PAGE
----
Add that to the advertising revenue and the money really starts to add up. A small media website, one doing say 2 million page views a month, might make $600,000 annually. A medium market site with 20 million page views monthly could see $6 million. A large market with 60 million page views a month could see $18 million a year. Of course, these are all part of a wide range of factors coming together, not the least of which is the local market’s ability to sell premium local advertising. If there aren’t premium local advertisers, the dollar amounts could be much smaller.
And those ad numbers drop off when apps become a bigger part of the mix. So why is every local market pushing its apps?
Value does not equal dollars
Stations and publishers recognize that app users are their most loyal customers. And media outlets make significantly more money on traditional platforms (TV, radio and newspapers) than they do in digital. Over the past few years, more media companies have done the math that shows digital’s biggest value is in driving users to be more loyal to the traditional platforms.
That’s one reason news apps are typically a much more pleasant experience than news websites. And at most TV stations, for example, the news apps now drive more than half of the overall digital traffic, with most of the rest coming from search and social (only about 10% is typically direct traffic to traditional websites).
App users took the step of downloading your app, and use it more frequently than those who only go to websites. App users are, in essence, your “regulars.” Website users coming from search and social are your “tourists.” So app users get the regular customer nice experience, while tourists get the website tourist trap.
That’s why you’ll see media outlets create special pages just for social traffic; come in from Facebook, and you get an experience full of slow-loading ads as they try to pack every dollar into your visit. Come in from the app, and you’ll get a fast-loading page with one ad, and a nice experience that hopefully makes you want to subscribe to the paper, or go to the broadcast more often.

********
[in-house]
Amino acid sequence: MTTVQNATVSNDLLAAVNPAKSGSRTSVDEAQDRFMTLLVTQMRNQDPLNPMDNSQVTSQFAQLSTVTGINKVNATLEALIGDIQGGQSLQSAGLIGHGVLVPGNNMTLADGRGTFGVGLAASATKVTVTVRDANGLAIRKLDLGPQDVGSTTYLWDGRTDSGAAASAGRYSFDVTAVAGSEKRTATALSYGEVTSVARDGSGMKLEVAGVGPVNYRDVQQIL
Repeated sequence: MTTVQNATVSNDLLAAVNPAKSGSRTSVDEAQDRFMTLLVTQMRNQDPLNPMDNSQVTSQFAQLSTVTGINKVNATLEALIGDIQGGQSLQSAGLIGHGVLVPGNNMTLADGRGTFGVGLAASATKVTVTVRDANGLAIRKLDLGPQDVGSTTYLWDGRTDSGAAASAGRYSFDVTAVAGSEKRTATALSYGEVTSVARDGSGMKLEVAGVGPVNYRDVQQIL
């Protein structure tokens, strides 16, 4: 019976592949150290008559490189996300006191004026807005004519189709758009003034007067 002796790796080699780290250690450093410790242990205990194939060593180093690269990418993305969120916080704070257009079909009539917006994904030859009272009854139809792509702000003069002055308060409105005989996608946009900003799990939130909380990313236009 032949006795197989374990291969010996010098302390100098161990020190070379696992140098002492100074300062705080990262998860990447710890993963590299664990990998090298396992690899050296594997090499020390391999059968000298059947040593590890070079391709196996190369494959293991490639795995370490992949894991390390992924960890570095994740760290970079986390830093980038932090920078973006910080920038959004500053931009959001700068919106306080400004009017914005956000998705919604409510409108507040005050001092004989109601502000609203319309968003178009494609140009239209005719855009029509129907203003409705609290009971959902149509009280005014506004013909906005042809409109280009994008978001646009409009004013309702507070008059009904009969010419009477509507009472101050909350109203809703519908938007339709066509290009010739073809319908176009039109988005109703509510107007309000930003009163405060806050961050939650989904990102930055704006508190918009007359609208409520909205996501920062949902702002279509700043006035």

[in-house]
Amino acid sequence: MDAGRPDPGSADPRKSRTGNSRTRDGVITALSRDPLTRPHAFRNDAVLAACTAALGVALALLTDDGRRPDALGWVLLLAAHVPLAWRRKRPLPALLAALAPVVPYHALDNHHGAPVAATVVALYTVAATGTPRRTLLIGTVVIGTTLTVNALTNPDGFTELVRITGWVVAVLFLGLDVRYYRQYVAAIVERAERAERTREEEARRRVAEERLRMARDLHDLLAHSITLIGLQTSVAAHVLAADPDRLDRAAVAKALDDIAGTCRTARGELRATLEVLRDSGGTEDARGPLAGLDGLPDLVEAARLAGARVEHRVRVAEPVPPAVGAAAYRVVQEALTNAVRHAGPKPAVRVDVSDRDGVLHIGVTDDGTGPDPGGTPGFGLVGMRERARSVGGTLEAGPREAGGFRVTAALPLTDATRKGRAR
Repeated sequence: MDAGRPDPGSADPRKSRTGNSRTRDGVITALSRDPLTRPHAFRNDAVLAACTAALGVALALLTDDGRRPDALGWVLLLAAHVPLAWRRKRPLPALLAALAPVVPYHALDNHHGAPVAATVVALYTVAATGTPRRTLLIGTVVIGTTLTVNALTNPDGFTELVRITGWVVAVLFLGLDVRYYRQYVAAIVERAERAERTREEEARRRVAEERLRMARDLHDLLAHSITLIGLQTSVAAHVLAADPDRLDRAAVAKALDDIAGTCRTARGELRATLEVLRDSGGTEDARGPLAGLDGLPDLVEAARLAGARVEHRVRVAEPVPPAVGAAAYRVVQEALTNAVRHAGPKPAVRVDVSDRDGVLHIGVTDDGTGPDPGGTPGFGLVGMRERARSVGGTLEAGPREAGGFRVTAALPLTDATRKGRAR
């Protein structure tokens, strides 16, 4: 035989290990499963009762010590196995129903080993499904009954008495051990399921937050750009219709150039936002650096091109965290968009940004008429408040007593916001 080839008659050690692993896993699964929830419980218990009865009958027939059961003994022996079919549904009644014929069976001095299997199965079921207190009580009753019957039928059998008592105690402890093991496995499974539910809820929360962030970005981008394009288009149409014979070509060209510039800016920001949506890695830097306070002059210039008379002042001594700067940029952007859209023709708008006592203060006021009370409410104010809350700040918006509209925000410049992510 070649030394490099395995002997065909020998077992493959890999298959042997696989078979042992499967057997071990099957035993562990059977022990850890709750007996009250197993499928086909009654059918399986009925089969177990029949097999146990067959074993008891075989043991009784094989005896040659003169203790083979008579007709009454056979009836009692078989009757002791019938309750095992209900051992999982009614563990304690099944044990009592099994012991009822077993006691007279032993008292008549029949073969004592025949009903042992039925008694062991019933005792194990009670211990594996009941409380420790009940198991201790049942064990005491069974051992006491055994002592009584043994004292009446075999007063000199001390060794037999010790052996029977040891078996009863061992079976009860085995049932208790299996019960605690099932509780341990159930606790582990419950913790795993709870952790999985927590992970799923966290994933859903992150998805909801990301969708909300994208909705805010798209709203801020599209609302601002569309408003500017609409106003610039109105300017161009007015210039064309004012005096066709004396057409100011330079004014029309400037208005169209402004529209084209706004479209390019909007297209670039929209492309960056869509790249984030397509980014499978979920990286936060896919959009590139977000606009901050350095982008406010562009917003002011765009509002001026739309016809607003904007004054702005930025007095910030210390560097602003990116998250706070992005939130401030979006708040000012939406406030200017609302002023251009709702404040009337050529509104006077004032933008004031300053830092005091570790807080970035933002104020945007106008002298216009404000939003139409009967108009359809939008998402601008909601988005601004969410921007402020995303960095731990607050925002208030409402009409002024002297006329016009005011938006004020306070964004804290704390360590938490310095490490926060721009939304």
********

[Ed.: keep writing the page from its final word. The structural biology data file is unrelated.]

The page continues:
Can you make tourists regulars?
This analogy — of local media brands as having a loyal base of customers and another set of tourists — can also be used to play into strategies for digital and traditional growth.
If you’re giving people who come in from search and social a worse experience, they are less likely to become loyalists. And that’s ok … if you don’t need growth. The opposite philosophy would be to roll out the red carpet for tourists and try to make them regulars … while trying to make more money on your regulars (which of course could make them less loyal).
So that’s the delicate mix media outlets find themselves in today. How much do I try to maximize every page view for more dollars vs. how much do I make it a great experience so I can make them loyal to my traditional platform?
How your brand approaches this mix will determine what a page view is truly worth for you. If you’re a content leader who doesn’t know how to answer this question, it’s time to sit down with your digital and sales leaders to make sure you all have the same plan.
To truly build loyalists in every platform, make sure you understand what your audience is engaging with. Futuri’s TopicPulse is a great place to start.
Tim Wolff is the VP of TV & Digital Publishing Innovation at Futuri Media. You can see his live presentation “What News Managers Need Now” at the upcoming NAB conference. To learn more or continue the conversation, email him at firstname.lastname@example.org or message him on Linkedin at https://www.linkedin.com/in/timwolff1/.